In fact, the last time that I spent any substantial amount of time at home was the 3 months I spent in Bangalore before embarking on the tortuous journey of obtaining a doctoral degree. While these 3 months are considered summer in most parts of the Northern hemisphere, in India, the months of June-August constitute the monsoons. Now, when I start wanting to describe the Indian monsoons, I invariably want to write some poetry. However, the gap between what I hope to accomplish with poetry and what I'm actually capable of is too far to bridge in this blog post. So let me leave poetry to my betters and stick to the essentials.
Monsoons in India mean various things -- incessant rain, constant loss of electricity, and unfortunate flooding and loss of lives, yes. But monsoons also mean a lot of pleasant things. Firstly, the long awaited rains are a necessity and a blessing for the farmers, who pray that their farmlands will be nourished by this rain. (They’re also a blessing for the politicians in power, because a dry year generally leads to a loss in the following election cycle). When we were children, monsoons also meant colorful gumboots and splashing in rain puddles with friends, armed with tiny paper boats to float in the whirling eddies. But as one gets too old for gumboots and paper boats, the monsoons come to mean other equally pleasant things -- copious amounts of spiced chai, drunk on windy balconies, while listening to the distant growl of thunder and watching the dark monsoon clouds gather ominously in the horizon.These monsoon memories of my youth have been supplanted by rain of a different kind…the constant, light drizzle of the Pacific Northwest set off by a relentlessly grey sky. But today, after a long and uncharacteristic dry spell, it is raining cats and dogs in Portland, accompanied by gusty winds and a very dark sky. This weather has brought to my mind the stormy Indian monsoons, save for the distinct lack of thunder and lightning. So, as I sit here and guzzle gallons of chai, I thought I’d share with you an easy method for making tea, the Indian way.
Traditionally, Indian chai is made by boiling tea leaves in water over the stove. It is also made with a variety of spices, some of which I find overpowering. A packet of tea spices that I picked up a long time ago lists aniseeds, cardamom, cinnamon, ginger, pepper, cloves, and star anise as the ingredients. I prefer to stick to just cardamom and ginger. Chai is also generally served quite sweet – a lot sweeter than my recipe below. So, the recipe I present to you here meets none of the conditions of making traditional Indian tea, but it is extremely easy to make and tastes delicious. Feel free to modify the recipe, as per your tastes. Any black tea will work, but if you can get your hands on some nice Darjeeling or Nilgiri tea, this will make for a more authentic experience. Also, if you are going to consume gallons of this tea, like I do, I suggest sticking to skim milk.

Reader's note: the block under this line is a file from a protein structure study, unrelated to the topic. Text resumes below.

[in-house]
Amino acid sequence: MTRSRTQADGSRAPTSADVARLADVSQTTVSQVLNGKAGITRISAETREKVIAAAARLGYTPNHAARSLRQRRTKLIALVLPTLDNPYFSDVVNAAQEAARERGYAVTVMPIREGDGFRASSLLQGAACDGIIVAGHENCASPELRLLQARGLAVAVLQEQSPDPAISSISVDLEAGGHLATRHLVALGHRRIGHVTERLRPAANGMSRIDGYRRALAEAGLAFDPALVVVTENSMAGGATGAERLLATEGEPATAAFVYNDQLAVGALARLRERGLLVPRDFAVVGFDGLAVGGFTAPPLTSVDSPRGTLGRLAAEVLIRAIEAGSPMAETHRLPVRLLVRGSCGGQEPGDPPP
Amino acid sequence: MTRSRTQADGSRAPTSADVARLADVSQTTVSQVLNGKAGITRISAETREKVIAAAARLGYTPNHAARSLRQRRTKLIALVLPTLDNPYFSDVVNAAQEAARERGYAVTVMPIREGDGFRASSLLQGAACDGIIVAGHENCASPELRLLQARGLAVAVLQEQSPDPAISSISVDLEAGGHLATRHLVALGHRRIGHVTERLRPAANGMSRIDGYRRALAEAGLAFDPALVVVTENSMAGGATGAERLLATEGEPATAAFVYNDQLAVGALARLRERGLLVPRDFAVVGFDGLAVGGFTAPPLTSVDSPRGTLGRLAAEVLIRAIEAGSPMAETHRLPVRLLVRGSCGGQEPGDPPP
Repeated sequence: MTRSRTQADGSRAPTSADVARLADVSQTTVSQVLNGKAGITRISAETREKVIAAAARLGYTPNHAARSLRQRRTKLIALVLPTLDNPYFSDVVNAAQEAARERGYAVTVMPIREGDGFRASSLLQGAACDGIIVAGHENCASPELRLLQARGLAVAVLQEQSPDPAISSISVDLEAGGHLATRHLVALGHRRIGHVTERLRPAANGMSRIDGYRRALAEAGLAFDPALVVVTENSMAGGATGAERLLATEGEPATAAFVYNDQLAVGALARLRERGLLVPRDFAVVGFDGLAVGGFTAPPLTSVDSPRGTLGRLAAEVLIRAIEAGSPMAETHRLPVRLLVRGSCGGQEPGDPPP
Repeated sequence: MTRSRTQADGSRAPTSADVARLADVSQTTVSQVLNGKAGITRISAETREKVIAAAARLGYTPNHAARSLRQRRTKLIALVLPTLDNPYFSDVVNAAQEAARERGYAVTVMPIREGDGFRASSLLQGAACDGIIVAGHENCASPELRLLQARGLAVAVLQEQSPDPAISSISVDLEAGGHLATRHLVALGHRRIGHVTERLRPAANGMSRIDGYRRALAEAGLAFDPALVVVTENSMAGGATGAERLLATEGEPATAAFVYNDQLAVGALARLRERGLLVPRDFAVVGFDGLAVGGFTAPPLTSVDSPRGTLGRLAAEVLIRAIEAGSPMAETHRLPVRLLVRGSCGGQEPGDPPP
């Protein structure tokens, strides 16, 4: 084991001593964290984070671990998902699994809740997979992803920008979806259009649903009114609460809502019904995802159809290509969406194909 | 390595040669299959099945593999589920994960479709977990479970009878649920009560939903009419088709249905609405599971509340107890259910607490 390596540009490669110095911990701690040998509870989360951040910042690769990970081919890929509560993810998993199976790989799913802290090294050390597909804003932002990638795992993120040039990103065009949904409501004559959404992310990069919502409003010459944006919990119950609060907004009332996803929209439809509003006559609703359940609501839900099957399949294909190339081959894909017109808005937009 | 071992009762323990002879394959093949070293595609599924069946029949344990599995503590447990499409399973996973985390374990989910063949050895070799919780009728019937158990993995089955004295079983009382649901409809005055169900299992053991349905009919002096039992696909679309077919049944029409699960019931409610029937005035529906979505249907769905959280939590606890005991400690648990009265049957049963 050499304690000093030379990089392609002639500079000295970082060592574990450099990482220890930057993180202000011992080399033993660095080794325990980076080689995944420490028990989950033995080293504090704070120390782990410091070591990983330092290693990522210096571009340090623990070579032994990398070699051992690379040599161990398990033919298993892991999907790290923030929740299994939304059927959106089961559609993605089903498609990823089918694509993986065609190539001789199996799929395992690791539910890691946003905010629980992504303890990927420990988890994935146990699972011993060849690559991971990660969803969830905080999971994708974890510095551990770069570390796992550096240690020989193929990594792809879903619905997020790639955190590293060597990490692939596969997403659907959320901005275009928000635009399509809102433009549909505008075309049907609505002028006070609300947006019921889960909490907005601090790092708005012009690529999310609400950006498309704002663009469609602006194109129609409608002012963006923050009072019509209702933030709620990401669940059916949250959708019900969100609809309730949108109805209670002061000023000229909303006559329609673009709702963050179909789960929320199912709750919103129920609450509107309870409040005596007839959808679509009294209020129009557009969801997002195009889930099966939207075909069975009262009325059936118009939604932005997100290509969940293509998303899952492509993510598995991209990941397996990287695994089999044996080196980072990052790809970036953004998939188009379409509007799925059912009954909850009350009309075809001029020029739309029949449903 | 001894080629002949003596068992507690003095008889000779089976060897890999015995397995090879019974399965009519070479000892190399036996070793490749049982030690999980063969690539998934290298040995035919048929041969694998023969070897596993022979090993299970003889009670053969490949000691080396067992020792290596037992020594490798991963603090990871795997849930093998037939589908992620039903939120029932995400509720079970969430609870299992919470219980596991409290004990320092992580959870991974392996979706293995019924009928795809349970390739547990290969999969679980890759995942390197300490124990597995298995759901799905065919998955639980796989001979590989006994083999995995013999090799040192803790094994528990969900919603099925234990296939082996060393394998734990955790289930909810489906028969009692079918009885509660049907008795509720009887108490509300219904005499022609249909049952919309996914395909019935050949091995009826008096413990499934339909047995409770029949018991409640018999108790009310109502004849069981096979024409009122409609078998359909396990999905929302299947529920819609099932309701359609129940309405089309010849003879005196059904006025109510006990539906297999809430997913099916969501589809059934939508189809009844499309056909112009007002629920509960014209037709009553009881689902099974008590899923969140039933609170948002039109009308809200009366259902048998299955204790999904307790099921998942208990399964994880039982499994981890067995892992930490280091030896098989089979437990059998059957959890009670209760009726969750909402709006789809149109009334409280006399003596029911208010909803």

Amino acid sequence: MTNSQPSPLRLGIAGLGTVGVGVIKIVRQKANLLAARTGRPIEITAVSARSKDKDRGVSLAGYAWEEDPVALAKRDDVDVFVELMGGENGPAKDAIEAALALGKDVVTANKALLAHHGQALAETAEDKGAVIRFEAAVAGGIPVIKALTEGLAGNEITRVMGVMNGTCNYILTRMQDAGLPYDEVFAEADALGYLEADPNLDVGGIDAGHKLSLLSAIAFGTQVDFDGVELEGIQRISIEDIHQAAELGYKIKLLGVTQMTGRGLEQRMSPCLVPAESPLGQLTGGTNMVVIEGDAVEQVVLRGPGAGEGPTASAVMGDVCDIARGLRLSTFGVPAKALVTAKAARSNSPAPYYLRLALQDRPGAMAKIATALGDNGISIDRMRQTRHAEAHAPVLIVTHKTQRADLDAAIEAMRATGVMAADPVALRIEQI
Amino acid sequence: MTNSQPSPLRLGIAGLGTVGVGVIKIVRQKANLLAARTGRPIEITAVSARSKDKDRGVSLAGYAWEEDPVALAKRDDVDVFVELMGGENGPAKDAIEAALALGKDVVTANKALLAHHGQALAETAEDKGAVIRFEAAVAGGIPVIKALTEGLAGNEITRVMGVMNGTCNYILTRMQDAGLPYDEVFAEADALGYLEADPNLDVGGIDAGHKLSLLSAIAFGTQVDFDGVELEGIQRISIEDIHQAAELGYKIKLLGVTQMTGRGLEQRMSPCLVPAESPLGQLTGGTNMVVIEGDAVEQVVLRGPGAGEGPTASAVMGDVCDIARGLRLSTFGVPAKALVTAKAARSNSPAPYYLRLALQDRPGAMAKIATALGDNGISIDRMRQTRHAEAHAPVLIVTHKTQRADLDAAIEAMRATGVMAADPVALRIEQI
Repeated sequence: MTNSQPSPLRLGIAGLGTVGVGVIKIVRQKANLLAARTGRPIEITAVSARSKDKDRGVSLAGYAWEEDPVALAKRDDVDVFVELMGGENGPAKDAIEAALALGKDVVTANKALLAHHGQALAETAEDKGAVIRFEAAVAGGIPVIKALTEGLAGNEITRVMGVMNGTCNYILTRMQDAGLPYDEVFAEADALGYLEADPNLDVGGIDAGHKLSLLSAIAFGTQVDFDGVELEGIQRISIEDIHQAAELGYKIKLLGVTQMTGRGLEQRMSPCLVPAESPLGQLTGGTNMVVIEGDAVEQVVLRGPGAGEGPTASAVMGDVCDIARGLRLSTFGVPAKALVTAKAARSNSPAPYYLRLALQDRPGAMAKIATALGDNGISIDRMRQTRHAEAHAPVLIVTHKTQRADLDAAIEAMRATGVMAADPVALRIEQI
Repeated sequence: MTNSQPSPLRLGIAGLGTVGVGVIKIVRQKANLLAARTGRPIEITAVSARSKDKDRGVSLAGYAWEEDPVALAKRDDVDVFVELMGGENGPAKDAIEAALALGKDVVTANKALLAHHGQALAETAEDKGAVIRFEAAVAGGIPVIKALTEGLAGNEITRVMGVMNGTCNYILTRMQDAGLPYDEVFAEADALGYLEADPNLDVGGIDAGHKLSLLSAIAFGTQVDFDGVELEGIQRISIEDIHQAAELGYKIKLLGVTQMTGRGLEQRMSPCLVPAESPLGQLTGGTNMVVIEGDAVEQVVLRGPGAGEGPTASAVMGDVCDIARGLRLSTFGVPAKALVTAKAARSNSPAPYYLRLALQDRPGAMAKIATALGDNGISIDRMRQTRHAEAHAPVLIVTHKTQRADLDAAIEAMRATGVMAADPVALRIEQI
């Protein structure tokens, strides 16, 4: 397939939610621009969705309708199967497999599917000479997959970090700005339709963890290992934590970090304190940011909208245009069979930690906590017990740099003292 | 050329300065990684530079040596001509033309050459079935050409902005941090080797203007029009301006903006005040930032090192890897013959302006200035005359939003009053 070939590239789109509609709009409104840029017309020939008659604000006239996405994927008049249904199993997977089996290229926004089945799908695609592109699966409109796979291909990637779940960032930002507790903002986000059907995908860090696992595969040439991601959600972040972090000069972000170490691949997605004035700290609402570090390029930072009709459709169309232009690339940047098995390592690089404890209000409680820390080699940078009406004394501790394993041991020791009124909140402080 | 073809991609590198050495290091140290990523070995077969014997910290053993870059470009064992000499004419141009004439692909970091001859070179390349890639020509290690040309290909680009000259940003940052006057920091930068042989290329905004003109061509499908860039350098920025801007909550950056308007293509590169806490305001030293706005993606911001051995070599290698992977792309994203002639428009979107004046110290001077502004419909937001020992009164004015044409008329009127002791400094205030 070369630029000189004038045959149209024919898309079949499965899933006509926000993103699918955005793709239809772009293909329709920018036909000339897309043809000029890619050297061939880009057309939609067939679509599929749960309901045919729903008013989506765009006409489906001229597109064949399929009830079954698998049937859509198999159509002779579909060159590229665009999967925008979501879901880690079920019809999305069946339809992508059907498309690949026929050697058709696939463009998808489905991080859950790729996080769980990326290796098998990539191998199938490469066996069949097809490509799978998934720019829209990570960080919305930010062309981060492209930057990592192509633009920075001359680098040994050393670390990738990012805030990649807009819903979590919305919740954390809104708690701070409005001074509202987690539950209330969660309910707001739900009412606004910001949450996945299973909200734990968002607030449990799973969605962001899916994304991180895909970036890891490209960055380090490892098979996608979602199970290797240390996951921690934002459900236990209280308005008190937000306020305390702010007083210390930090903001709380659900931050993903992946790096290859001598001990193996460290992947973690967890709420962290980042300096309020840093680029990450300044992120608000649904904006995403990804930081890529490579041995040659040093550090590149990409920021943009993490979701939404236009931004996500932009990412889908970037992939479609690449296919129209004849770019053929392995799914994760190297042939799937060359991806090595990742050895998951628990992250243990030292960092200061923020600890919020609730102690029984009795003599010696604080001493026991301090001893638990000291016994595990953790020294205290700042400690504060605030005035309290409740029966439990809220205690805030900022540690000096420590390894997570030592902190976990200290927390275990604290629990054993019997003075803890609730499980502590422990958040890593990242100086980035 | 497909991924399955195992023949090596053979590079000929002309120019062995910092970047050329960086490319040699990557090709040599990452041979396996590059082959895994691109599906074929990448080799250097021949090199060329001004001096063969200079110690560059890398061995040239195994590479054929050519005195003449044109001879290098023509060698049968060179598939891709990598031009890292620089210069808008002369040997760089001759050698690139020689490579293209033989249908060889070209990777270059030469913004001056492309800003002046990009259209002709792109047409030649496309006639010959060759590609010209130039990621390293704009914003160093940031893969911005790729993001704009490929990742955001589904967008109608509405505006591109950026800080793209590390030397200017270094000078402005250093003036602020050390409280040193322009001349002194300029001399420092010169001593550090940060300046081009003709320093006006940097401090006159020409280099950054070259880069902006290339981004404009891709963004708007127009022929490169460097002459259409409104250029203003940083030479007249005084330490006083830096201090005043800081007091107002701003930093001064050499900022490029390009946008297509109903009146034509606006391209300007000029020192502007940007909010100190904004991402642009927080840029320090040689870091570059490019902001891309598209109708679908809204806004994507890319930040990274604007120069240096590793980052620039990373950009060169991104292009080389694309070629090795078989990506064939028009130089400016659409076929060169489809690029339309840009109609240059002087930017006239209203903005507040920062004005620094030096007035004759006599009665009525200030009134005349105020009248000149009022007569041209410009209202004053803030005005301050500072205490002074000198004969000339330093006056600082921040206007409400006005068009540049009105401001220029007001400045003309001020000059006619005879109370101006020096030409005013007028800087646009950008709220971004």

Chai for one
Boil 2C water in a kettle or on a stove.
Add 2 heaping teaspoons** of loose tea leaves into a cup
Add 1/2 tsp sugar, 1 opened pod of cardamom, and a pinch of ginger powder
Add 1 C boiling water to tea and spices, and steep for 5 minutes
Add 1/3 C hot milk to tea mixture, and strain into a fresh cup
Heat for a minute in the microwave, if necessary
Enjoy hot with pakoras, steamed edamame, or sabudana vadas.
Ok, ok....I know a lot of my Indian friends are going to exclaim incredulously at making tea this way, so if you INSIST on making it the traditional way, here’s how you do it.
Boil 1C water with 2 heaping tsp of loose black tea leaves and your choice of spices.
After ~ 3 minutes of boiling, add 1/3 to 1/2 cup of milk to tea, depending on how creamy you like your tea
Add ½ tsp of sugar or more, as per your taste, and strain into a teacup
**The general rule of thumb for how much tea to add is to use 1 tsp per serving, plus 1 extra teaspoon. So for 2 people, you’d use 3 heaping tsp of tea leaves.